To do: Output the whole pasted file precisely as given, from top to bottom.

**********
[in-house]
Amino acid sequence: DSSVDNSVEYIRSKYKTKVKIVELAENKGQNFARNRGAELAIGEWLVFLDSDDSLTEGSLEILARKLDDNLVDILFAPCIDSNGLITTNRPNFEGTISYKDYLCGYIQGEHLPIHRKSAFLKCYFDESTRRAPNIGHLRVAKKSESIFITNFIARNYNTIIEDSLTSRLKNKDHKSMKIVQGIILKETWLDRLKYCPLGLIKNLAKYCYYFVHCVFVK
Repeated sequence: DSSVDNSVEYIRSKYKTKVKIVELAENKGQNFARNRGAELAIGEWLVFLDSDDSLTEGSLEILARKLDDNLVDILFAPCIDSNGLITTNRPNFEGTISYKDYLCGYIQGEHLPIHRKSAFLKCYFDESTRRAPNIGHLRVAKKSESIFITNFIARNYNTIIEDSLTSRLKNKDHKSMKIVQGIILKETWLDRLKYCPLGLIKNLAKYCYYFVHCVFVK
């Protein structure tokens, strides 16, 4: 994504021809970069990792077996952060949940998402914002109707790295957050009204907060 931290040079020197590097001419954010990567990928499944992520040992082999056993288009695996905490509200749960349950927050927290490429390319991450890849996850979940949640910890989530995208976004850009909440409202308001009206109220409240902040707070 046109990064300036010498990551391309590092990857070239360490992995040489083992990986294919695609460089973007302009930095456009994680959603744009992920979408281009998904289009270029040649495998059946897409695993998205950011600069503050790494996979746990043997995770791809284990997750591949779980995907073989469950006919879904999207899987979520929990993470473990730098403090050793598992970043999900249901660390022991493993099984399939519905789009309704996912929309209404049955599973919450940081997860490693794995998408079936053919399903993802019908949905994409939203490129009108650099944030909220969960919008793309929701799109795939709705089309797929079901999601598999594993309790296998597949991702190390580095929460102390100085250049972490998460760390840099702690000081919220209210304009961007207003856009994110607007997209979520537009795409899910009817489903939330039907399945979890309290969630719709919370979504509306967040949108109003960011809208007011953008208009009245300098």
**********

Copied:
[in-house]
Amino acid sequence: DSSVDNSVEYIRSKYKTKVKIVELAENKGQNFARNRGAELAIGEWLVFLDSDDSLTEGSLEILARKLDDNLVDILFAPCIDSNGLITTNRPNFEGTISYKDYLCGYIQGEHLPIHRKSAFLKCYFDESTRRAPNIGHLRVAKKSESIFITNFIARNYNTIIEDSLTSRLKNKDHKSMKIVQGIILKETWLDRLKYCPLGLIKNLAKYCYYFVHCVFVK
Repeated sequence: DSSVDNSVEYIRSKYKTKVKIVELAENKGQNFARNRGAELAIGEWLVFLDSDDSLTEGSLEILARKLDDNLVDILFAPCIDSNGLITTNRPNFEGTISYKDYLCGYIQGEHLPIHRKSAFLKCYFDESTRRAPNIGHLRVAKKSESIFITNFIARNYNTIIEDSLTSRLKNKDHKSMKIVQGIILKETWLDRLKYCPLGLIKNLAKYCYYFVHCVFVK
């Protein structure tokens, strides 16, 4: 994504021809970069990792077996952060949940998402914002109707790295957050009204907060 931290040079020197590097001419954010990567990928499944992520040992082999056993288009695996905490509200749960349950927050927290490429390319991450890849996850979940949640910890989530995208976004850009909440409202308001009206109220409240902040707070 046109990064300036010498990551391309590092990857070239360490992995040489083992990986294919695609460089973007302009930095456009994680959603744009992920979408281009998904289009270029040649495998059946897409695993998205950011600069503050790494996979746990043997995770791809284990997750591949779980995907073989469950006919879904999207899987979520929990993470473990730098403090050793598992970043999900249901660390022991493993099984399939519905789009309704996912929309209404049955599973919450940081997860490693794995998408079936053919399903993802019908949905994409939203490129009108650099944030909220969960919008793309929701799109795939709705089309797929079901999601598999594993309790296998597949991702190390580095929460102390100085250049972490998460760390840099702690000081919220209210304009961007207003856009994110607007997209979520537009795409899910009817489903939330039907399945979890309290969630719709919370979504509306967040949108109003960011809208007011953008208009009245300098």